Darwin's Fox

Lycalopex fulvipes

Physical Description

Darwin's Fox is one of the smallest fox species know to man, with a dark gray coat with rusty-red color around their faces and limbs. The length of their body (not including the tail) is on average 48-60 cm, and the tails average around 17-26 cm. The fox's weight range is 1.9-3.95 kg.

Habitat and Ecology

These foxes only have two known populations left, one in the island of Chiloé, Southern Chile and the other in Nahuelbuta National Park, also in Chile, but is originally found in Chile. Darwin's Fox's natural habitat is in a mix of sand dunes, pastures, and forests. The fox has a wide range diet, for it's environment is constantly changing as different resources come and go with seasons. Being omnivores, their diet consists of small mammals, berries, seeds, reptiles, amphibians, birds, fruits, and beetles, as his job is maintaining balance in the food chain. This species survives alone during most of it's life, unless it is breeding season, then they will pair up and roam with their offspring and mate for a period of time, usually conceiving about 2-3 pups. An interesting fact about Darwin's Fox is that it is also referred to as Darwin's Zorro, Zorro Chilote, Zorro de Chilote, and Zorro de Darwin. Another unique fact about this animal is that it is endemic to Chile.


Darwin's Fox has been categorized as critically endangered, being that there are only two known populations left of the species, and the numbers are continuously dropping. The biggest threat to this species is the dogs that visitors of Nahuelbuta National Park unleash. Loose dogs have been known to attack the foxes and transmit disease, consequently lowering the numbers of this already fading population. Other issues that affect the species are poachers, human contact, and deforestation.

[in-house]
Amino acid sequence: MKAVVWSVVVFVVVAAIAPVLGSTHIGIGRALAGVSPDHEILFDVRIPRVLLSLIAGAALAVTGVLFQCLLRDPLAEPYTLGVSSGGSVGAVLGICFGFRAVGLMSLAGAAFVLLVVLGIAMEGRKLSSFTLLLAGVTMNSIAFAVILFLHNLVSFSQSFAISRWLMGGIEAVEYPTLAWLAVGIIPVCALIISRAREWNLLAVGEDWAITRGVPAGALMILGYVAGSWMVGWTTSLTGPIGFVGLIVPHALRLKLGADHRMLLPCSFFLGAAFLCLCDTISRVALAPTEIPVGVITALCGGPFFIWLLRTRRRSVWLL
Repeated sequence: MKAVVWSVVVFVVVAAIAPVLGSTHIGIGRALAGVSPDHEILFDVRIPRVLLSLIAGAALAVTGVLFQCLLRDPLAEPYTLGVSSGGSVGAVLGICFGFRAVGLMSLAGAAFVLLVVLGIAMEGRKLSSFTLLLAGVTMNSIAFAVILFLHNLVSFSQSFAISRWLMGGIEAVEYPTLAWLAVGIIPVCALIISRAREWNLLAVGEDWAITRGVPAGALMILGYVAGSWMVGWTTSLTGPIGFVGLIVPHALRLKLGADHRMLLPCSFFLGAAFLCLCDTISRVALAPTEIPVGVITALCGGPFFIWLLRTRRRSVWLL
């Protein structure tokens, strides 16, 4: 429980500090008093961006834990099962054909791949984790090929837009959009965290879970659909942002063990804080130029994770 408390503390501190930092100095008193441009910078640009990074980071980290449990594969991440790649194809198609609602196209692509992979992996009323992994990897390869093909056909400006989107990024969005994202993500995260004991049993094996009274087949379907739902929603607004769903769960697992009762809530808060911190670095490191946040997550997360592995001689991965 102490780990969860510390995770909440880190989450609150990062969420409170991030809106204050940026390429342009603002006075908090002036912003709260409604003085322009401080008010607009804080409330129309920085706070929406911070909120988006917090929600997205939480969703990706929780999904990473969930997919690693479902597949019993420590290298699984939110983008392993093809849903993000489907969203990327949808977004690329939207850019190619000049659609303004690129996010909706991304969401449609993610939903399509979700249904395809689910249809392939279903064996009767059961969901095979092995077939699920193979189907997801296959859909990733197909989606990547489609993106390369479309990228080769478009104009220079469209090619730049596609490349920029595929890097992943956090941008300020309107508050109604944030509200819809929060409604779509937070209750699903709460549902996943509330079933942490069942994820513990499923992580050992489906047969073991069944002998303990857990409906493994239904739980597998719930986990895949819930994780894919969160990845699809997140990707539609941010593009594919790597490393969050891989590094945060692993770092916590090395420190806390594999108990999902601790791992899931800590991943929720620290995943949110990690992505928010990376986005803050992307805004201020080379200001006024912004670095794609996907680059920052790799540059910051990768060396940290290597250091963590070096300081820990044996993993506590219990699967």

Preservation Plan

This species should be preserved for the sake that it is a living being. According to the UN Charter for Nature, "Every form of life is unique, regardless of its worth to man". This concept alone is reason enough to keep this species alive. In order to protect Darwin's Fox, the people of Chile have been trying to up the restrictions on visitors to their National Park's including leash and feeding rules. As many people disregard the danger they are putting this species in, the people of Chile may move the remaining populations from Nahuelbuta to Chile National Park, where there have been substantially less problems with poaching, dog attacks, disease, and human mistreatment. Just like with any other species in risk of being extinct, it deserves support and care in order for survival, in attempt to maintain the world's species biodiversity.

Works Cited